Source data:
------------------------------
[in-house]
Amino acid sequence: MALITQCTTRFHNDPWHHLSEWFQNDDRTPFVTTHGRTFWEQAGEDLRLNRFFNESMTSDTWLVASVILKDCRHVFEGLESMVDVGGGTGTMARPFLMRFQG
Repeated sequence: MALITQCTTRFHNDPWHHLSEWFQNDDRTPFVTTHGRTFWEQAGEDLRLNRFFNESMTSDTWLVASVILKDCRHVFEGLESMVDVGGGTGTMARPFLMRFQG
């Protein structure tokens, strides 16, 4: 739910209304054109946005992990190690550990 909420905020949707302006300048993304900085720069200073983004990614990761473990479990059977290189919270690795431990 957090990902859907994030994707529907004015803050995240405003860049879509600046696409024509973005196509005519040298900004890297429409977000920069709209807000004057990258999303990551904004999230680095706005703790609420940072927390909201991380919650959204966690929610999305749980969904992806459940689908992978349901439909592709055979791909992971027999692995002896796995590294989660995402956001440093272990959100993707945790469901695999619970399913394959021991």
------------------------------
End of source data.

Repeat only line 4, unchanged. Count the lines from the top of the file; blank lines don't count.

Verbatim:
């Protein structure tokens, strides 16, 4: 739910209304054109946005992990190690550990 909420905020949707302006300048993304900085720069200073983004990614990761473990479990059977290189919270690795431990 957090990902859907994030994707529907004015803050995240405003860049879509600046696409024509973005196509005519040298900004890297429409977000920069709209807000004057990258999303990551904004999230680095706005703790609420940072927390909201991380919650959204966690929610999305749980969904992806459940689908992978349901439909592709055979791909992971027999692995002896796995590294989660995402956001440093272990959100993707945790469901695999619970399913394959021991």